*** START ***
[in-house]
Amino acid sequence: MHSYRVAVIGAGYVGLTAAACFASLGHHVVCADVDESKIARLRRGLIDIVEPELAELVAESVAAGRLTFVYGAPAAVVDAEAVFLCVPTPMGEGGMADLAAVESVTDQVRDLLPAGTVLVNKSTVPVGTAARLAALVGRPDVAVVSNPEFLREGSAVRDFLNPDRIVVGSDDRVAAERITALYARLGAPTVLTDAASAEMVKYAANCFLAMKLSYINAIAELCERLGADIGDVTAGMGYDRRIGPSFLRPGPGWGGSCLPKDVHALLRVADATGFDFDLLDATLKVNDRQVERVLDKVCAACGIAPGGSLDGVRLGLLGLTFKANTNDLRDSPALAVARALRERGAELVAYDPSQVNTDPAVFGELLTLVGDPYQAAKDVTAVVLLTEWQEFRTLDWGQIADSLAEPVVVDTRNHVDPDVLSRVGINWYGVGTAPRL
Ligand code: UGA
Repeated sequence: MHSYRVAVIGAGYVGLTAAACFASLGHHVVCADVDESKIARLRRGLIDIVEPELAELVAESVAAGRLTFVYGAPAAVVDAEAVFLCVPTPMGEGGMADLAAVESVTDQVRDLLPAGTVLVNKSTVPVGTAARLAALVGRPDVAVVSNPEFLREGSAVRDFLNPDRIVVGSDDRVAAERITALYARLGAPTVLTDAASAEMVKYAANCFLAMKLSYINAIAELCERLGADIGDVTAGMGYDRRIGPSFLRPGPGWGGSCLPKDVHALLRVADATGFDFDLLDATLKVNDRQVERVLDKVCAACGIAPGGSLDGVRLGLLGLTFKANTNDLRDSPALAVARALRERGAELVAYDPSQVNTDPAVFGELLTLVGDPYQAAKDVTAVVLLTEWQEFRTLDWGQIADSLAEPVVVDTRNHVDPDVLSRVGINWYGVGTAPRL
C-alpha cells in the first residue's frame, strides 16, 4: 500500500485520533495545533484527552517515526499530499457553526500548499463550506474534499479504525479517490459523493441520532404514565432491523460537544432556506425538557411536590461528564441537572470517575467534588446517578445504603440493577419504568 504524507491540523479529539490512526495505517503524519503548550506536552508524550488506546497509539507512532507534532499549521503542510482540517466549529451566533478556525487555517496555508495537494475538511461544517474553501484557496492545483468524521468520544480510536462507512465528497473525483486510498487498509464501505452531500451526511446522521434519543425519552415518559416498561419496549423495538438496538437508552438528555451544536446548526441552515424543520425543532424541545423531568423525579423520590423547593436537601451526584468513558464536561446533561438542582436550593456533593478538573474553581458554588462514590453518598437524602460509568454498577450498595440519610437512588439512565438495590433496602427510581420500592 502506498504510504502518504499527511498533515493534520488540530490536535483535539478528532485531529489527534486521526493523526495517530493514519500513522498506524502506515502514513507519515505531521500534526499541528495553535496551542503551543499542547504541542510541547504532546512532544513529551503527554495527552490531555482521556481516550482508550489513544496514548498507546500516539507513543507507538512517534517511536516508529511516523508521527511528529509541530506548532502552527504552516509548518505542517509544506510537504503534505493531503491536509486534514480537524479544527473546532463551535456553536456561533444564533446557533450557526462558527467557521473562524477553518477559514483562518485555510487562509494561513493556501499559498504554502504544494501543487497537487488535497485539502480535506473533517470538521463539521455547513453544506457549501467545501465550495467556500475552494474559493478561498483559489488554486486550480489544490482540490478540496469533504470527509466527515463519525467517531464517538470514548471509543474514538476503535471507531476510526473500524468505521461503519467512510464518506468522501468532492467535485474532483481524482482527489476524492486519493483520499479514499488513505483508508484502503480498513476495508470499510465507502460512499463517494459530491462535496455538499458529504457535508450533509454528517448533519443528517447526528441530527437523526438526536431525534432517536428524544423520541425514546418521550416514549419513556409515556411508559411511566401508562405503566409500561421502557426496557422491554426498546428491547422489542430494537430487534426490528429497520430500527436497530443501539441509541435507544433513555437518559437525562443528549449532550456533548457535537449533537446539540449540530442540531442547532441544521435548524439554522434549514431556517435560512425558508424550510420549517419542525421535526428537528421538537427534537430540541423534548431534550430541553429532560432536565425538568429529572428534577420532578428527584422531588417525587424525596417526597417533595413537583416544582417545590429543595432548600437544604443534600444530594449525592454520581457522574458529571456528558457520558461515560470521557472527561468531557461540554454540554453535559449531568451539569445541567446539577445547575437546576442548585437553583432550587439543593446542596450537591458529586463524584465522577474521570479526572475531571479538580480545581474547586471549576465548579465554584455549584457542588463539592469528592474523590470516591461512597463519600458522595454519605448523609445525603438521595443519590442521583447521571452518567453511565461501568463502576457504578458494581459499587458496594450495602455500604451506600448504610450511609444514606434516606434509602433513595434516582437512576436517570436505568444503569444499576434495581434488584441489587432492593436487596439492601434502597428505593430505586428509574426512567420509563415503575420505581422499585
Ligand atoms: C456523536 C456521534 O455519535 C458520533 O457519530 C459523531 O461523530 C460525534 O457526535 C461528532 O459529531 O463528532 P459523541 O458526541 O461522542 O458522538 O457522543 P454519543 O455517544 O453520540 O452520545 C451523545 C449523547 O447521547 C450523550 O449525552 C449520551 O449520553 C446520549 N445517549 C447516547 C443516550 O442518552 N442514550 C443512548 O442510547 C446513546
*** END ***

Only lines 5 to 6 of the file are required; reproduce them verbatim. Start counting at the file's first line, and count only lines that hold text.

C-alpha cells in the first residue's frame, strides 16, 4: 500500500485520533495545533484527552517515526499530499457553526500548499463550506474534499479504525479517490459523493441520532404514565432491523460537544432556506425538557411536590461528564441537572470517575467534588446517578445504603440493577419504568 504524507491540523479529539490512526495505517503524519503548550506536552508524550488506546497509539507512532507534532499549521503542510482540517466549529451566533478556525487555517496555508495537494475538511461544517474553501484557496492545483468524521468520544480510536462507512465528497473525483486510498487498509464501505452531500451526511446522521434519543425519552415518559416498561419496549423495538438496538437508552438528555451544536446548526441552515424543520425543532424541545423531568423525579423520590423547593436537601451526584468513558464536561446533561438542582436550593456533593478538573474553581458554588462514590453518598437524602460509568454498577450498595440519610437512588439512565438495590433496602427510581420500592 502506498504510504502518504499527511498533515493534520488540530490536535483535539478528532485531529489527534486521526493523526495517530493514519500513522498506524502506515502514513507519515505531521500534526499541528495553535496551542503551543499542547504541542510541547504532546512532544513529551503527554495527552490531555482521556481516550482508550489513544496514548498507546500516539507513543507507538512517534517511536516508529511516523508521527511528529509541530506548532502552527504552516509548518505542517509544506510537504503534505493531503491536509486534514480537524479544527473546532463551535456553536456561533444564533446557533450557526462558527467557521473562524477553518477559514483562518485555510487562509494561513493556501499559498504554502504544494501543487497537487488535497485539502480535506473533517470538521463539521455547513453544506457549501467545501465550495467556500475552494474559493478561498483559489488554486486550480489544490482540490478540496469533504470527509466527515463519525467517531464517538470514548471509543474514538476503535471507531476510526473500524468505521461503519467512510464518506468522501468532492467535485474532483481524482482527489476524492486519493483520499479514499488513505483508508484502503480498513476495508470499510465507502460512499463517494459530491462535496455538499458529504457535508450533509454528517448533519443528517447526528441530527437523526438526536431525534432517536428524544423520541425514546418521550416514549419513556409515556411508559411511566401508562405503566409500561421502557426496557422491554426498546428491547422489542430494537430487534426490528429497520430500527436497530443501539441509541435507544433513555437518559437525562443528549449532550456533548457535537449533537446539540449540530442540531442547532441544521435548524439554522434549514431556517435560512425558508424550510420549517419542525421535526428537528421538537427534537430540541423534548431534550430541553429532560432536565425538568429529572428534577420532578428527584422531588417525587424525596417526597417533595413537583416544582417545590429543595432548600437544604443534600444530594449525592454520581457522574458529571456528558457520558461515560470521557472527561468531557461540554454540554453535559449531568451539569445541567446539577445547575437546576442548585437553583432550587439543593446542596450537591458529586463524584465522577474521570479526572475531571479538580480545581474547586471549576465548579465554584455549584457542588463539592469528592474523590470516591461512597463519600458522595454519605448523609445525603438521595443519590442521583447521571452518567453511565461501568463502576457504578458494581459499587458496594450495602455500604451506600448504610450511609444514606434516606434509602433513595434516582437512576436517570436505568444503569444499576434495581434488584441489587432492593436487596439492601434502597428505593430505586428509574426512567420509563415503575420505581422499585
Ligand atoms: C456523536 C456521534 O455519535 C458520533 O457519530 C459523531 O461523530 C460525534 O457526535 C461528532 O459529531 O463528532 P459523541 O458526541 O461522542 O458522538 O457522543 P454519543 O455517544 O453520540 O452520545 C451523545 C449523547 O447521547 C450523550 O449525552 C449520551 O449520553 C446520549 N445517549 C447516547 C443516550 O442518552 N442514550 C443512548 O442510547 C446513546